As an outcome of this debacle, the reluctance of Balllymore to negotiate or have dialogue with small businesses was addressed this week with a meeting in Westminster hosted by Rushanara Ali, MP for Bethnal Green & Bow. Members of the East End Trades Guild led by Shanaz Khan, Acting Chair, met John Turner, Ballymore’s Head of Planning and Gareth Keating, Ballymore’s Director of Asset Management, across a table in Portcullis House on Wednesday.
Although Ballymore have now sold the Spitalfields Market for £105 million, to set against their £800 million debt, they remain heavily involved in the vast new developments proposed for the site of the former Bishopsgate Goods Yard and it was this which formed the substance of the debate. While Ballymore made a profit on the sale of the Spitalfields Market based upon the increase in property value, their policy of leasing the shops to chains and their corporate management of the stallholders has reduced the footfall in recent years and sucked the life out of the market, with the notable exception of Thursday’s antiques market.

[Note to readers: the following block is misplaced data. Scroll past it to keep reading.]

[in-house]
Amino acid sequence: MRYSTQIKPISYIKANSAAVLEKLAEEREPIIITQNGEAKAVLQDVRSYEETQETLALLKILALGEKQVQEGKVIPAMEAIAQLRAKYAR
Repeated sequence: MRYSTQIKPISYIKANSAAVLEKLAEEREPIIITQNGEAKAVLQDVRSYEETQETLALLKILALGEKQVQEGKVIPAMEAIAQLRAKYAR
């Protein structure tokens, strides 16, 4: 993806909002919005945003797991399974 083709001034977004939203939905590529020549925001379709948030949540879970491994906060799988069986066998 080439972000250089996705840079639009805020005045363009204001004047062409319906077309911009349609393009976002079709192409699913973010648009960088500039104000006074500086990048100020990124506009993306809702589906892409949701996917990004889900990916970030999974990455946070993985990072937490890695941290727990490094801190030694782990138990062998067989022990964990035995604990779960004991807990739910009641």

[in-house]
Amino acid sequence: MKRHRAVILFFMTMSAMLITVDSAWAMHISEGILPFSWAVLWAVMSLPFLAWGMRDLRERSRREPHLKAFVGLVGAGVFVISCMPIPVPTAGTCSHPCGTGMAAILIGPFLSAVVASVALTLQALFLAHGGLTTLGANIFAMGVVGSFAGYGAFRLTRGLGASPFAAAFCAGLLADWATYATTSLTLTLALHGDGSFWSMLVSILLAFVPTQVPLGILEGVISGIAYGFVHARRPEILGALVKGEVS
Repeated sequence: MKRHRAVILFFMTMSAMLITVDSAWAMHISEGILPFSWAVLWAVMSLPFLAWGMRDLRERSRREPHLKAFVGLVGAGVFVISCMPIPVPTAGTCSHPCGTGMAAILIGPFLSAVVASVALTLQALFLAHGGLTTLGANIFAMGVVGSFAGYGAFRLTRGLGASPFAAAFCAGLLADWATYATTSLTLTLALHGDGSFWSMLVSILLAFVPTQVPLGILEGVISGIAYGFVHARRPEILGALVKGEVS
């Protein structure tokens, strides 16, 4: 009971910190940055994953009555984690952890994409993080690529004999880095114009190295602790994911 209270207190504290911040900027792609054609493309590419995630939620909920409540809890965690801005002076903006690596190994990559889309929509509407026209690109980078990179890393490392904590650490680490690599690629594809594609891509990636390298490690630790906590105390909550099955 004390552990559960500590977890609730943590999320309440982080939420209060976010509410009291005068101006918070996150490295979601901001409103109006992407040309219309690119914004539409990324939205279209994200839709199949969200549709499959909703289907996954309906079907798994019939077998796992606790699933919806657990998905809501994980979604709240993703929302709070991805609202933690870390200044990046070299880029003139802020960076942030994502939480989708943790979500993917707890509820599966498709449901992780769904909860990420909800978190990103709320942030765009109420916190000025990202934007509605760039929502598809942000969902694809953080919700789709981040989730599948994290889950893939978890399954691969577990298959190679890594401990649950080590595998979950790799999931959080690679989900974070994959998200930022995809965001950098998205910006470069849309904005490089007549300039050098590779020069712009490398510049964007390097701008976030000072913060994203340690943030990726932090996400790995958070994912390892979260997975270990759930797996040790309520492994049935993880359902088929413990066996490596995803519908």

Challenging this shortcoming, Shanaz Khan, on behalf of the Guild, advocated the value of small independent businesses, not least as the primary reason why people come to the East End. She requested that Ballymore enter into a dialogue with the Guild about the Bishopsgate Goodsyard developments – something that could be beneficial to both parties, permitting Ballymore the opportunity to work in partnership with local businesses and creating the possibility that the new developments could have an integral relationship with the existing markets and small trades, and not simply introduce shopping malls filled with more chains into the East End. John Turner referred the Guild to Ballymore’s existing “community consultation” and invited them to take part in that. But when a Guild member pointed out that they had attended the consultation meeting for local businesses and no-one else had turned up, it became apparent that there was a widespread public mistrust of Ballymore, and the sincerity of their consultation process was questioned.